In the middle of the cafe, Mary Jaksch drops to the floor and starts doing press ups.
Two middle-aged men look a bit startled over their flat whites. They would be more surprised if they knew her age or her exercise regime; they would be less surprised if they knew Mary.
She was demonstrating the military style push-ups she did when she turned 70 last November. It’s a tradition at her Nelson Seido Karate dojo to complete your age in push-ups on your birthday.
Mary, a fifth dan blackbelt, dismissed a colleague’s suggestion to take the easy way out by doing the push-ups from her knees. “I wouldn’t be seen dead doing that,” she told him.
Instead, after a two-hour black belt class she polished off the 70 with straight legs, to the cheers of her colleagues.
Pushing herself physically is practising what she preaches – youthful or positive ageing. The main idea is that you should relish getting older, that with the right attitude and effort you can have the time of your life.
After her press ups she said karate students in their 20s told her they could not have done the challenge now, let alone at 70.
“My answer to them was why not? All you have to do is keep going and rev up.
“That’s when I realised that so many people, no matter what age, have this idea of this terrible downward slope as they age. They can’t do things, their body sags, they get weaker and so on.”
In typical fashion, Mary decided to do something about spreading the message that retirement doesn’t mean a weary resignation.
A whole lot, in Mary’s case.
She came to New Zealand from Germany as a classical flautist, in the 1980s became the first female director of the Nelson School of Music, changed careers to become a counsellor and psychotherapist, and then in her 60s took up blogging about the practice of Zen meditation (she is a Zen master) and, later, launched another blog on writing.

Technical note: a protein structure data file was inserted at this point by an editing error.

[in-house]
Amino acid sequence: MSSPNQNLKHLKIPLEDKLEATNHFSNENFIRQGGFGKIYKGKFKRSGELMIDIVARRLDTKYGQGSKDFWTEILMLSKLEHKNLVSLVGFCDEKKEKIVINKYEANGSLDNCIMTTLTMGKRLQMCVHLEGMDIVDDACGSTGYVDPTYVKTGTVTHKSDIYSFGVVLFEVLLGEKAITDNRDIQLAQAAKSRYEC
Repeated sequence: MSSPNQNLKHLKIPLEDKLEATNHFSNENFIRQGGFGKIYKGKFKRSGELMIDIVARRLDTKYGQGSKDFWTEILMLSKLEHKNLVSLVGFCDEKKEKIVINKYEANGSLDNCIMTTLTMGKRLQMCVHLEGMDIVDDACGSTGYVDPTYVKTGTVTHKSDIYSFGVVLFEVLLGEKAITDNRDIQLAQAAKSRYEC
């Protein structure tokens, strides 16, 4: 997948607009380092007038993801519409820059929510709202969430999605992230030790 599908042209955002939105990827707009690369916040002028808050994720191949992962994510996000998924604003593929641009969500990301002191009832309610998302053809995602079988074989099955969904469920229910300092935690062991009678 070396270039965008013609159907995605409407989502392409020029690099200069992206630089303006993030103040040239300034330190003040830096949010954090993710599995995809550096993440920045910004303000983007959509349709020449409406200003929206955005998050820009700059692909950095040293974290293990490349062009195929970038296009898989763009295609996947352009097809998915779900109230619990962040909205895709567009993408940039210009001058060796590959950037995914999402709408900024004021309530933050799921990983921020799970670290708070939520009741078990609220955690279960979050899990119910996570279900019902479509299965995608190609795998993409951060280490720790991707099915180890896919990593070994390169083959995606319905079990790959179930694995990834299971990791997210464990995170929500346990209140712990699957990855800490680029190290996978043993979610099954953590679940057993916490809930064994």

There were triggers for those diverging paths, but they also highlight her willingness to experiment, “my question is always what if…?”.
The first switch came when she was still a classical musician and got involved as a volunteer in a halfway house for young people with drug problems.
“I thought, when I’m standing on the stage playing, whose life am I changing? Since then that question has been a guiding light for me.”
So she studied to become a counsellor and psychotherapist. She was making more of a difference, but says eventually the effort of being in a “flattened state” to receive her clients’ stories took a toll. She worried she might not be able to bounce back.
Her move to blogging came after a builder left her high and dry with an unfinished house that not only swallowed a nest egg but left her with a big debt.
“That was a low point. At the time I was 60 years old, what next?”
Her son Sebastian Grodd suggested writing a blog. “What’s a blog?” she asked him. Her first Goodlife Zen blog post had three subscribers, her son, her best friend and her cat Sweetie.
It has grown exponentially and internationally since then. Together with her other site, Write to Done, which has writing tips and blogging advice, she says her audience now numbers about three million.
It’s unsurprising that she has opened up another chapter with her books, and another physical challenge.